Fire at Walnut Creek senior facility possibly started in backyard, officials say

The sound of an explosion followed by a fire that destroyed a senior care home on Castle Hill Road in  Walnut Creek caused chaos and confusion.

It happened just before 4 p.m. on Thursday afternoon in the residential neighborhood.

 Investigators with the Contra Costa County Fire Prevention District say the fire appears to have started in the backyard of the care facility.

 "A big puff of black smoke in the air and the flames were so high. It was really scary," says neighbor Jerri Camara.

 People in the area described hearing an explosion followed by flames burning the care facility.

 "Huge bang. I was afraid, felt like something had happened to my house. That's how close it felt. I felt it through my chest," says Camara.

 The fire forced the evacuation of five older folks living in the care home.

Fire officials say everyone survived with no injuries,

 Ellerie Ross, a high school student, says she saw a resident being rescued and wanted to help. 

"I saw someone carry her out. I went in to help another lady out."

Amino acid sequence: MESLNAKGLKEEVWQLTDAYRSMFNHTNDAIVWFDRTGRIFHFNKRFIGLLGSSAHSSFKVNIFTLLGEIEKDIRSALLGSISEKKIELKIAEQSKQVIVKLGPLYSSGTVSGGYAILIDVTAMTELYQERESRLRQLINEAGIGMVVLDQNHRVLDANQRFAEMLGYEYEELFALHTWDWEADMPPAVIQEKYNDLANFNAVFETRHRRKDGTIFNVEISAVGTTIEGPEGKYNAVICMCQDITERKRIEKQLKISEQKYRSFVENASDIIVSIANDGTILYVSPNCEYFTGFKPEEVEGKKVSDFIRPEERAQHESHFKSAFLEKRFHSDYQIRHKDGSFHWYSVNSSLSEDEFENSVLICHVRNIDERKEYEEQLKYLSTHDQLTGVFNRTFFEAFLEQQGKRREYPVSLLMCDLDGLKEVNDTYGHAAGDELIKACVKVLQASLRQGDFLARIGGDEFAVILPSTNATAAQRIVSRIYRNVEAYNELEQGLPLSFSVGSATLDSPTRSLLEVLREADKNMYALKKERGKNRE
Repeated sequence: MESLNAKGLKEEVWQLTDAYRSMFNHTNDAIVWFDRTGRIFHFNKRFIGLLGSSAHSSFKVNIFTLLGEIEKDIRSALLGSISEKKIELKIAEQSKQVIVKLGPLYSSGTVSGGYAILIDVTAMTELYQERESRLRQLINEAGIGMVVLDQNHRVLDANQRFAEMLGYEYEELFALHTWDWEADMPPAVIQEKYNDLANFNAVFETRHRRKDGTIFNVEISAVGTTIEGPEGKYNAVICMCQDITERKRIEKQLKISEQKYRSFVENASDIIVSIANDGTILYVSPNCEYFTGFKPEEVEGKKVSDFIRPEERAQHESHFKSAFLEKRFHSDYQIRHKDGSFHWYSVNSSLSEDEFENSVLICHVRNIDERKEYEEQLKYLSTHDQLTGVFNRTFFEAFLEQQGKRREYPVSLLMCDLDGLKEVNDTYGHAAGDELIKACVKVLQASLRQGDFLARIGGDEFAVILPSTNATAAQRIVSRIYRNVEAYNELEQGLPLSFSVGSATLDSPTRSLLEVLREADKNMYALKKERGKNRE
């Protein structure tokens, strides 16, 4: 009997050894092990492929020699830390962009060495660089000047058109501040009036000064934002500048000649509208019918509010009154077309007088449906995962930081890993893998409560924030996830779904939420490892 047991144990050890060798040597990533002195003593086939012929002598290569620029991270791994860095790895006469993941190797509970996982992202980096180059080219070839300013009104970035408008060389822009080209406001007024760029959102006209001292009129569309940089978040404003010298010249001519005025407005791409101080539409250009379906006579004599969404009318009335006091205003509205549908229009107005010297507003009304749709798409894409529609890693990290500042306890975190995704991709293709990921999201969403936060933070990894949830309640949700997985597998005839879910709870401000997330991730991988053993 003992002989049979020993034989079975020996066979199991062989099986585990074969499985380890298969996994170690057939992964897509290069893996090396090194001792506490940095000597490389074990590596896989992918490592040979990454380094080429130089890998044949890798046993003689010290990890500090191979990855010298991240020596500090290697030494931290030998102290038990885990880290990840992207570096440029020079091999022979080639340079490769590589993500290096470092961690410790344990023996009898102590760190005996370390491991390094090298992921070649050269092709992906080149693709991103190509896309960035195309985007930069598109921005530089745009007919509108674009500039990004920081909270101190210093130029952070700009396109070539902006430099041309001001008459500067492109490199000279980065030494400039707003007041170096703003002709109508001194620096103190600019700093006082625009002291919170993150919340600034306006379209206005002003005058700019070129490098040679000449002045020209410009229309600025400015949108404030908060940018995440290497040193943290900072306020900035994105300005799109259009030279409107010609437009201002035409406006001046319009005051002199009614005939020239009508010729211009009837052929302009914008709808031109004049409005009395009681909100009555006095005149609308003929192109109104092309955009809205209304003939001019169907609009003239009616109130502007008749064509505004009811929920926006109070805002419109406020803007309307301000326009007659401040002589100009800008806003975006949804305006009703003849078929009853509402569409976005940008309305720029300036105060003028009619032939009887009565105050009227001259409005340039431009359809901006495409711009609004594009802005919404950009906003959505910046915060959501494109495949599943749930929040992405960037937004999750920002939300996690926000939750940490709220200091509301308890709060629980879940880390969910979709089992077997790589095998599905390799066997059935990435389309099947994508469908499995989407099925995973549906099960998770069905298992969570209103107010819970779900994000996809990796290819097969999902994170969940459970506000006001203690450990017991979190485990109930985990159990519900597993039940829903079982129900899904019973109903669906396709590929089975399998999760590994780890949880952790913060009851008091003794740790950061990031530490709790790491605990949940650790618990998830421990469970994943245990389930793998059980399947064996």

Fire officials say strong winds carried embers that caused minor damage to two homes behind the care facility and that embers jumped across Interstate 680 and landed on the 4th-floor balcony of an apartment building and caused a scare.

 "I heard an explosion and the wall vibrated. The outside wall vibrated. I ran into the living room and it was really scary," says Elaine Perry who was evacuated from her apartment after embers landed on a balcony at her building.   

 Investigators say carelessly discarded cigarettes in the backyard where redwood trees are located may be the cause of the fire.

 "We've confirmed the presence of oxygen tanks here. It's certainly possible that a tank like that could have caused the explosion sounds that our reporting parties heard," says Steve Hill, a spokesman with the Contra Costa County Fire Prevention District.    

 Two high school students say they're just glad they were able to offer some comfort to the rescued residents.

 "One of the ladies here was very afraid so we're making sure she was okay," says 17-year-old Esther Sokolsky who lives near the care facility. 

 Fire officials say this is a reminder that vegetation is very dry and this could have easily been a whole lot worse.

They say creating defensible space around homes is crucial for what is expected to be a long and potentially dangerous fire season. 

 Fire officials said windblown embers from the blaze sparked another fire in the area that was quickly extinguished.